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Prevention

Prevention

  • Get an STI test before and after every partner.
  • Use a condom or oral dam during sexual activity.
  • Limit your number of partners.
  • Keep sex toys clean and cover them with a condom.
  • Avoid oral and genital sex if there are cuts or sores present.
  • Keep up to date with immunizations.   

How to use an external condom.

  1. Check the expiry date and the package for an air bubble by pressing on it.
  2. Open the package on the serrated edge with fingers.
  3. Pinch the tip of the condom and place it on an erect penis.
  4. Roll the condom down to the base of the penis.
  5. Lube, with a water-based lubricant.
  6. When finished, hold the condom and pull the penis out. Remove condom from the penis while it’s still hard.
  7. Check that the condom has not broken or that semen has spilled. If it has, seek emergency contraception and/or STI testing. Wrap the condom in tissue and throw it away in a garbage with a lid.

How to use an internal condom.

  1. Check the expiration date.
  2. Open the package along the serrated edge.
  3. Use your thumb and forefinger to squeeze the sides of the inner ring together.
  4. Insert the condom into the vagina as far as it can go.
  5. Let the outer ring hang about an inch outside the vagina.
  6. Insert the penis, making sure it doesn’t go in between the condom and vaginal walls.
  7. For anal sex, the steps are the same, but the inner ring is removed.
  8. After sex, twist the outer ring to keep semen inside the condom.
  9. Gently pull the condom out of the vagina or anus.
  10. Check that the condom has not broken or that semen has not spilled. If it has, seek emergency contraception and/or STI testing.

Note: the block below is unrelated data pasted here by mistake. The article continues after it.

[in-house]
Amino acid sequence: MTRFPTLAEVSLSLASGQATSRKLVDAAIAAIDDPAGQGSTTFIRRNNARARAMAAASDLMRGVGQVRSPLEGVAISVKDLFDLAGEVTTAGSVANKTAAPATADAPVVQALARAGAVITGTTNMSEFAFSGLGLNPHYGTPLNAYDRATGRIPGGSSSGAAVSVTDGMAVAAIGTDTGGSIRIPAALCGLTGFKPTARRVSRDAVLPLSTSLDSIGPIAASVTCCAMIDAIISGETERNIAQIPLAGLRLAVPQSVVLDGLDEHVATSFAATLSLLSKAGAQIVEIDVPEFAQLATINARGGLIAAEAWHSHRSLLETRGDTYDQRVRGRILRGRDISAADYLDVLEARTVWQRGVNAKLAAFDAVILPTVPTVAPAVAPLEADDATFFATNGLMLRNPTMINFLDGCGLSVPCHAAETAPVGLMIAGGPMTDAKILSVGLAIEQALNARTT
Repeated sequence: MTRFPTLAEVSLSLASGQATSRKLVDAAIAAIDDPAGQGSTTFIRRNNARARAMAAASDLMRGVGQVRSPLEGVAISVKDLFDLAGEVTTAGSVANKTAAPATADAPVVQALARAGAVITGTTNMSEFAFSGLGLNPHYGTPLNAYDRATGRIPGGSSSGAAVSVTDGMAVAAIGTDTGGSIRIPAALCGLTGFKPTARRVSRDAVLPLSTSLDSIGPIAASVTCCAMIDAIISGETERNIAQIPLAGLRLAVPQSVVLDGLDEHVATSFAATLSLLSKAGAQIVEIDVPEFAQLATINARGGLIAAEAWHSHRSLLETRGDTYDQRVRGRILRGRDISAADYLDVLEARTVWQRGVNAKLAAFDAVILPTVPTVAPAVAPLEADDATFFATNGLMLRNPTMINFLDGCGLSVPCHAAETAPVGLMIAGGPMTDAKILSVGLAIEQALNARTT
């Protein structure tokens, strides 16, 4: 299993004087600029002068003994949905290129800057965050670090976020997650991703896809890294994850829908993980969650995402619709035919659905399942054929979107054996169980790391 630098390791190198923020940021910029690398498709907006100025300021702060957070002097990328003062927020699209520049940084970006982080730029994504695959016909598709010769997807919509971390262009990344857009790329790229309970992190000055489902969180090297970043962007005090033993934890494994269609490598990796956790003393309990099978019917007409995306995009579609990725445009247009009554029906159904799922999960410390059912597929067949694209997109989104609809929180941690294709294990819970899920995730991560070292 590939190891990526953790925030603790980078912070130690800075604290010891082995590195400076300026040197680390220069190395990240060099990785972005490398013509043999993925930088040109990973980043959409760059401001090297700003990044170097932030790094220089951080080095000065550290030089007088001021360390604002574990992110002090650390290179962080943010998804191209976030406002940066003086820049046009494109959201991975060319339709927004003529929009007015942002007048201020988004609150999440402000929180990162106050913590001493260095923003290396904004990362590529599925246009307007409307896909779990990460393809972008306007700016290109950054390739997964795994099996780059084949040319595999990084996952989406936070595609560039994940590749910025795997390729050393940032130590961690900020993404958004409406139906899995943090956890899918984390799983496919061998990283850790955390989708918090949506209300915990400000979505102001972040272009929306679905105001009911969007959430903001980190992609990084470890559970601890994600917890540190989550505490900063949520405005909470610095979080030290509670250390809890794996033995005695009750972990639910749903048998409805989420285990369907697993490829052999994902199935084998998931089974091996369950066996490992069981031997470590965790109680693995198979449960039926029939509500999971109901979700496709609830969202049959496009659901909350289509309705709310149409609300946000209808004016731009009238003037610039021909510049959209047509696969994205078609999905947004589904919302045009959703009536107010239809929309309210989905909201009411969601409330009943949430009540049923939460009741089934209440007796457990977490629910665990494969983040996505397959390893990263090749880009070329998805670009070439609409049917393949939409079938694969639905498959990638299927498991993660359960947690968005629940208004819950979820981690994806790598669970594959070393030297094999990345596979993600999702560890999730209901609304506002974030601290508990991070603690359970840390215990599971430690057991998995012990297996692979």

11. Wrap the condom in tissue and throw it away in a garbage with a lid.

How to use an oral dam

  1. Check the expiry date.
  2. Open the package.
  3. Unfold the dam and look for damage.
  4. Lay the oral dam across the vulva or anus.
  5. After oral sex, throw the oral dam away in a garbage with a lid.

Sometimes oral dams can be difficult to find, but there are a couple of different ways to make them using a condom. Here is 1 way.

  1. Open the package and remove the external condom.
  2. Make a small cut in the rim.
  3. Unroll the condom and you now have a rectangle.
  4. Lay the oral dam across the vulva or anus.
  5. After oral sex, throw the oral dam away in a garbage with a lid.

What if someone does not want to use a condom or oral dam?

If someone does not want to use protection, for any reason, it’s important to say “no”. Here are some phrases people use.

“Don’t worry. We can pull out in time.”
Response: “STIs can be transferred without a condom and pregnancy can still occur. If we don’t use a condom, we can’t have sex.”

“I’m allergic to condoms.”
Response: “There are 2 kinds of condoms: latex and non-latex. Let’s get the one that you’re not allergic to.”

“Partners who are committed to each other don’t use condoms.”
Response: “There are still risks of unwanted pregnancy and STIs. Let’s not take that chance.”

“We are using birth control and our STI tests came back negative.”
Response: “Birth control is not 100%. It’s safer to use condoms, too.”

“We don’t have a condom, it’s probably fine this once.”
Response: “Any time we have sex without a condom, there is a chance to spread STIs and get pregnant. Let’s get some condoms.”
“I don’t have an oral dam, but I still want to go down on you.” Response: “We can make one out of a condom; let me show you how.”

“Oral dams taste weird, let’s not use one.”
Response: “We can use a flavoured one; let’s try a couple different kinds.”

“We are just having oral sex we don’t need a condom or an oral dam.”
Response: “STIs can spread during oral sex; we need to use protection.”

“You can’t get pregnant during anal sex so let’s not use a condom.”
Response: “STIs can spread during anal sex so we need to use protection.

Ask Us

Yukoners can email a sexual health and relationship question anytime;

or call Mon-Fri from 9am to 9pm (1-800-SEX-SENSE / 1-800-739-7367)

Questions will be answered by OPT BC's Sexual Health Educators.